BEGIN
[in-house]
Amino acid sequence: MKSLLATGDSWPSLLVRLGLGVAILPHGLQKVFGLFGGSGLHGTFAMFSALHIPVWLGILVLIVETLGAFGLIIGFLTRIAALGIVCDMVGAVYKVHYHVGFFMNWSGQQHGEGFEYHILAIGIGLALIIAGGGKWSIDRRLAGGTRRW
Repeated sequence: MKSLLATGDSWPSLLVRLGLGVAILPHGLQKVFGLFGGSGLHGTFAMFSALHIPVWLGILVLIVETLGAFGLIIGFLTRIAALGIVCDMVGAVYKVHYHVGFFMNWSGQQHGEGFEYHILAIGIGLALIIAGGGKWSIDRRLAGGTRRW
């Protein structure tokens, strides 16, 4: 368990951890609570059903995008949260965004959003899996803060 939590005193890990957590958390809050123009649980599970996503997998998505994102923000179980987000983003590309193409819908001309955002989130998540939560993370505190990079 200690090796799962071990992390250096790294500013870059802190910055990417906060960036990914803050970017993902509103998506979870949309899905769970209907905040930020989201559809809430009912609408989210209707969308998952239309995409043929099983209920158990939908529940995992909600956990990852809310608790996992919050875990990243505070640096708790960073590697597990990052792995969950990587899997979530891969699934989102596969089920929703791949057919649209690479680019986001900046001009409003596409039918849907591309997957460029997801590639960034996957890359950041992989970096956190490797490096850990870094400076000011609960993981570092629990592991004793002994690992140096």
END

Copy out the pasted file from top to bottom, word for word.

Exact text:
[in-house]
Amino acid sequence: MKSLLATGDSWPSLLVRLGLGVAILPHGLQKVFGLFGGSGLHGTFAMFSALHIPVWLGILVLIVETLGAFGLIIGFLTRIAALGIVCDMVGAVYKVHYHVGFFMNWSGQQHGEGFEYHILAIGIGLALIIAGGGKWSIDRRLAGGTRRW
Repeated sequence: MKSLLATGDSWPSLLVRLGLGVAILPHGLQKVFGLFGGSGLHGTFAMFSALHIPVWLGILVLIVETLGAFGLIIGFLTRIAALGIVCDMVGAVYKVHYHVGFFMNWSGQQHGEGFEYHILAIGIGLALIIAGGGKWSIDRRLAGGTRRW
């Protein structure tokens, strides 16, 4: 368990951890609570059903995008949260965004959003899996803060 939590005193890990957590958390809050123009649980599970996503997998998505994102923000179980987000983003590309193409819908001309955002989130998540939560993370505190990079 200690090796799962071990992390250096790294500013870059802190910055990417906060960036990914803050970017993902509103998506979870949309899905769970209907905040930020989201559809809430009912609408989210209707969308998952239309995409043929099983209920158990939908529940995992909600956990990852809310608790996992919050875990990243505070640096708790960073590697597990990052792995969950990587899997979530891969699934989102596969089920929703791949057919649209690479680019986001900046001009409003596409039918849907591309997957460029997801590639960034996957890359950041992989970096956190490797490096850990870094400076000011609960993981570092629990592991004793002994690992140096």